But there can be no life without death. There is no resurrection without crucifixion. Unless we are prepared to die there can be no rebirth. We are, after all, human. From dust we came and to dust we shall return. Lent reminds us of our mortality.

Each one of us is on a grand pilgrimage from the womb to the tomb, and as we travel, we learn the meaning of what it means to be human.

All the great philosophers, like Plato, Seneca the great Roman philosopher insisted, “He who learns how to die, unlearns slavery.” Learning how to die frees us from slavery to our distractions.  Any time we examine our assumptions or our presuppositions, when we question our carefully held prejudices and our assumptions and decide to let it go, that’s a form of death.    There is no growth, no development, no rebirth without death. Each and every day of our journey we need to have the courage to let go of our hopelessness, let go of our distractions, let go of our fears, let go of our delusions, and indeed our doctrines and dogmas.

We need to have the courage to let those old tapes in our heads die so that new ideas can be born. The idea that there is nothing that we can do enslaves us to acquiesce and so we turn our heads or change the channel. The idea that the problems are too big, enslaves us to powerlessness, hopelessness, and inaction.  Tightly held doctrines, dogmas, and practices enslave us to rigidity and heartlessness as we fearfully cling to the way things were and refuse to engage the way things are. Refusing to let things die in us enslaves us to lives that are turned off – repeating the travesties of our past.”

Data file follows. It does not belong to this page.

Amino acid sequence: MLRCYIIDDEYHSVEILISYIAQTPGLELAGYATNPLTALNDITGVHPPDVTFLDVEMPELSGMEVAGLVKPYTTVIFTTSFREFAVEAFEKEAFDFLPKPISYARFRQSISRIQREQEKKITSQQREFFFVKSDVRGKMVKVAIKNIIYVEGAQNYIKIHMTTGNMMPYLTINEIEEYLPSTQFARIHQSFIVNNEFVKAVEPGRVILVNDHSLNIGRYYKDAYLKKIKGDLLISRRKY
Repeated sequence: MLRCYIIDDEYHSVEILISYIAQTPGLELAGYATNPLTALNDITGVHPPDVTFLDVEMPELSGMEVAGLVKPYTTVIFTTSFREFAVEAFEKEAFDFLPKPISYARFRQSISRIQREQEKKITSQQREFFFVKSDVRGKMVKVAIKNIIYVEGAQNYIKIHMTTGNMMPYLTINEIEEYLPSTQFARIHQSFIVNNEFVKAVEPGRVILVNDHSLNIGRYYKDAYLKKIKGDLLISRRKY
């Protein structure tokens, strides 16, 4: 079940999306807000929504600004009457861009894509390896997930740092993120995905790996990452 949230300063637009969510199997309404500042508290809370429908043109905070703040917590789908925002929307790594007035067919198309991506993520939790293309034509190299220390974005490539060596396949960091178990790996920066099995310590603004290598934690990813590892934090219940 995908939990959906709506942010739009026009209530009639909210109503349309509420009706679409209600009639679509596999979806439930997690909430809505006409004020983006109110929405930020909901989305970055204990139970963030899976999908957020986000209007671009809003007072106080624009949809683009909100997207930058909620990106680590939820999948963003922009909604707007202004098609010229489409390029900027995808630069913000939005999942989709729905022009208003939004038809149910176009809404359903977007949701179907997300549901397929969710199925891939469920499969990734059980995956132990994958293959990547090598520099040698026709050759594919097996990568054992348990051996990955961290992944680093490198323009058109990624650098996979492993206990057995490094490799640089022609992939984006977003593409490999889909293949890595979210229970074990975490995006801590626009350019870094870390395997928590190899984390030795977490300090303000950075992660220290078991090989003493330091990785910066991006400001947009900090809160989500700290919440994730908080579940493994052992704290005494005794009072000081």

The Apostle Paul insisted that the followers of Christ must learn to die daily. Die daily. What needs to die in us today, so that the dream of justice can be reborn?

LOVE the power that lies at the heart of all reality is the midwife to justice.

“Tenderness is what LOVE looks like in private, but Justice is what LOVE looks like in public.”

Yes, the problems are immense. Yes, the suffering is intense. Yes, we have tried and failed so many times. Yes, we are only one person. Yes, there are untold reasons to be cynical and do nothing. The courage to pay attention to the world around us will come from the LOVE that lives in each of us, love for ourselves, love for our families, love for our neighbours, all our neighbours and love for our enemies.

LOVE that is God, enables us to die daily, so that freedom can be born in us. Freedom to let LOVE take on flesh and parade around in the world as justice.

Like Peter, I am reluctant to follow where Jesus is leading us.

We cannot turn away or tune out.

LOVE is the courage we need to pick up those crosses of ours and follow Christ into the world, to hear and bear witness to the suffering of our neighbours and our enemies.

Let these presuppositions, cynicisms, racisms, prejudices, and social constructs die so that Love can be born in us and parade around the world as justice!!!   That’s resurrection. That’s the joy of living. Choose life. Die daily!!! Choose life. Let LOVE live in, with, through, and beyond us, now and always.